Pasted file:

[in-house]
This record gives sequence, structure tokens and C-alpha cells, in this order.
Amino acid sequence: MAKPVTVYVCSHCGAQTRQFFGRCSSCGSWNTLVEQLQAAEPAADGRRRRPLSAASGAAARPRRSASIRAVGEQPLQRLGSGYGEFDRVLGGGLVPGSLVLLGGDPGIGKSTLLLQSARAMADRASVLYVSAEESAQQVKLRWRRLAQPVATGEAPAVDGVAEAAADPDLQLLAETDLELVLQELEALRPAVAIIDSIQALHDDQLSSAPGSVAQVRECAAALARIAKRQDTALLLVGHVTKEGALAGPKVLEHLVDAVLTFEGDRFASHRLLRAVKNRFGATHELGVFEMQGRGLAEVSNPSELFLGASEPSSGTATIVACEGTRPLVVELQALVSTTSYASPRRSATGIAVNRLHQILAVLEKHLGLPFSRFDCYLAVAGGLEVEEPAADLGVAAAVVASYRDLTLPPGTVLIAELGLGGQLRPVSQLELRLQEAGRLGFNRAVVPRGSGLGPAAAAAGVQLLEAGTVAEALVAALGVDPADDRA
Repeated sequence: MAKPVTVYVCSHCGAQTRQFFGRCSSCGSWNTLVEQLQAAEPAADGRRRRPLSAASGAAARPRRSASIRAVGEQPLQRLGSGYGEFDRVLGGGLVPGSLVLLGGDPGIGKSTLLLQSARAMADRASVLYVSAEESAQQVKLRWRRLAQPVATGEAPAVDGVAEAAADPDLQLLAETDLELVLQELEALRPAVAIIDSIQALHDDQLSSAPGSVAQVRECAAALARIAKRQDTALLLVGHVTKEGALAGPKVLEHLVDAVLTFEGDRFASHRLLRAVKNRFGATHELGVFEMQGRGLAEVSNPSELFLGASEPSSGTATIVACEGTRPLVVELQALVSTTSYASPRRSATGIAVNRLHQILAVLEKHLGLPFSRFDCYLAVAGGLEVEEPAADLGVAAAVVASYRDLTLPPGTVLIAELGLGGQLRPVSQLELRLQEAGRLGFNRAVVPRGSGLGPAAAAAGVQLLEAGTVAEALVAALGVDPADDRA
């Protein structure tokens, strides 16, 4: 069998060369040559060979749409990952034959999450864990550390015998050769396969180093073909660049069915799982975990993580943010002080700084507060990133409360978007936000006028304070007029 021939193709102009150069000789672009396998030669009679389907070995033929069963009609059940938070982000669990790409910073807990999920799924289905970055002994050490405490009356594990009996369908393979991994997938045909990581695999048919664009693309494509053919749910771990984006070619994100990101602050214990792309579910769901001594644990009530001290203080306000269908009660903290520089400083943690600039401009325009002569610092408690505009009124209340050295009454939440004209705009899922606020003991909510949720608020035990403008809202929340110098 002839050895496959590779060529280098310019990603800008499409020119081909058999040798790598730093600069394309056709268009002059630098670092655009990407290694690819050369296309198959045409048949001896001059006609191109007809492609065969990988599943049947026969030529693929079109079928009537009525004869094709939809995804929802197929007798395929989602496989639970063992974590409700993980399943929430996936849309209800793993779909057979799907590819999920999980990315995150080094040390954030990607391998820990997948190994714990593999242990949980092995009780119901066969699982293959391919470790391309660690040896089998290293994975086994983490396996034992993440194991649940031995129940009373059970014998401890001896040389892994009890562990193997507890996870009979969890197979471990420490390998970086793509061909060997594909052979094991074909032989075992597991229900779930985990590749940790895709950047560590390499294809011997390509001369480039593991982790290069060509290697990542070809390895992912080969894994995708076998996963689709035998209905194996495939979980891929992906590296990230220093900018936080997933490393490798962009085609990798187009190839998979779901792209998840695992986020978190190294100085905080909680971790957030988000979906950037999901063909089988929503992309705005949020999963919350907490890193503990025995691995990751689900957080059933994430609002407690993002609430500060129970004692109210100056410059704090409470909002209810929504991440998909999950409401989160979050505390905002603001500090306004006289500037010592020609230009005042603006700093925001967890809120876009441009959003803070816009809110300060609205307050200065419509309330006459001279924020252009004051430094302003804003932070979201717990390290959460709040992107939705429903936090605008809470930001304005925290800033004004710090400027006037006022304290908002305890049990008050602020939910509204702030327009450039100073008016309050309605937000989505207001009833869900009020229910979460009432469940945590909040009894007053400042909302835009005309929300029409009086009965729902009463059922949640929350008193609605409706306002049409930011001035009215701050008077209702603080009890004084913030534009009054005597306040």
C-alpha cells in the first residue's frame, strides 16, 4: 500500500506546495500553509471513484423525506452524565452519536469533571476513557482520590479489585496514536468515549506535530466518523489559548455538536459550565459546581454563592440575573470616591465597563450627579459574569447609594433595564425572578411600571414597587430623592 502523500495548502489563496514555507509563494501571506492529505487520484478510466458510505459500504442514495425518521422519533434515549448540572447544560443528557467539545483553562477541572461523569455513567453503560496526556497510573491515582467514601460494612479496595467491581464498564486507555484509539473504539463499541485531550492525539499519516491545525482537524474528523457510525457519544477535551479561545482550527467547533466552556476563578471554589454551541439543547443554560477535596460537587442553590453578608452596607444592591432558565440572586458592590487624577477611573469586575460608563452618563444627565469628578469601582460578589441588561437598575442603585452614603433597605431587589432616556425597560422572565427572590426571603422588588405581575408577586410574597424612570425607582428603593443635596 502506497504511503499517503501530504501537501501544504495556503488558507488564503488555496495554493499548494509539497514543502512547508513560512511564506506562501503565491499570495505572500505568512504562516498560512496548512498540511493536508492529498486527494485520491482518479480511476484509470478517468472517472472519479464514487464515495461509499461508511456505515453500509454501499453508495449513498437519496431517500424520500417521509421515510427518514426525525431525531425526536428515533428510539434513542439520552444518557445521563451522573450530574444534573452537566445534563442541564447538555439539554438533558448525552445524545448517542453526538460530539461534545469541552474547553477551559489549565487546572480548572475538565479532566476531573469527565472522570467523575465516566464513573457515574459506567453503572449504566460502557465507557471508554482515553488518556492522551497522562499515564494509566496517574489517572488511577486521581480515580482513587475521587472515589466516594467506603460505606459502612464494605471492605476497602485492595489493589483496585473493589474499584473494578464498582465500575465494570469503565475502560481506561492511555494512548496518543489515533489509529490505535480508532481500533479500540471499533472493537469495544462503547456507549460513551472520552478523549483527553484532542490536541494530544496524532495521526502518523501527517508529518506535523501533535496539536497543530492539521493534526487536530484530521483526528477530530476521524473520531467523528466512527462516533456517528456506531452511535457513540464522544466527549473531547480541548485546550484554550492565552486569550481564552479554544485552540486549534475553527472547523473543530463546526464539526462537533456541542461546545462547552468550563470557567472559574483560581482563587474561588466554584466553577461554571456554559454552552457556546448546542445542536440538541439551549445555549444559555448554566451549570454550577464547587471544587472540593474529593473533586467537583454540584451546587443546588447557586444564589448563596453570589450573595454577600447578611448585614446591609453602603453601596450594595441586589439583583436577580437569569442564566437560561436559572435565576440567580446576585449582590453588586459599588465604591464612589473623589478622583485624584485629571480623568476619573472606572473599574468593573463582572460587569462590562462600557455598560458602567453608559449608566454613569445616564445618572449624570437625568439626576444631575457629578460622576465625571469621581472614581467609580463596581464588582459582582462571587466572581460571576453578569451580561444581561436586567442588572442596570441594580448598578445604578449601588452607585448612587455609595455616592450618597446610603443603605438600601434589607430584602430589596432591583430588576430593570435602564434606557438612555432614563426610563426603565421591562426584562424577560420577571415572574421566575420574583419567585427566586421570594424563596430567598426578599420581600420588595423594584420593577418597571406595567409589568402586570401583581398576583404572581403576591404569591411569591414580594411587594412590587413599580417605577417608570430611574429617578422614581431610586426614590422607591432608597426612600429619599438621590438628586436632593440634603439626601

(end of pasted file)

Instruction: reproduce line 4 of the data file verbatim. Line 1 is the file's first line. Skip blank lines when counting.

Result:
Repeated sequence: MAKPVTVYVCSHCGAQTRQFFGRCSSCGSWNTLVEQLQAAEPAADGRRRRPLSAASGAAARPRRSASIRAVGEQPLQRLGSGYGEFDRVLGGGLVPGSLVLLGGDPGIGKSTLLLQSARAMADRASVLYVSAEESAQQVKLRWRRLAQPVATGEAPAVDGVAEAAADPDLQLLAETDLELVLQELEALRPAVAIIDSIQALHDDQLSSAPGSVAQVRECAAALARIAKRQDTALLLVGHVTKEGALAGPKVLEHLVDAVLTFEGDRFASHRLLRAVKNRFGATHELGVFEMQGRGLAEVSNPSELFLGASEPSSGTATIVACEGTRPLVVELQALVSTTSYASPRRSATGIAVNRLHQILAVLEKHLGLPFSRFDCYLAVAGGLEVEEPAADLGVAAAVVASYRDLTLPPGTVLIAELGLGGQLRPVSQLELRLQEAGRLGFNRAVVPRGSGLGPAAAAAGVQLLEAGTVAEALVAALGVDPADDRA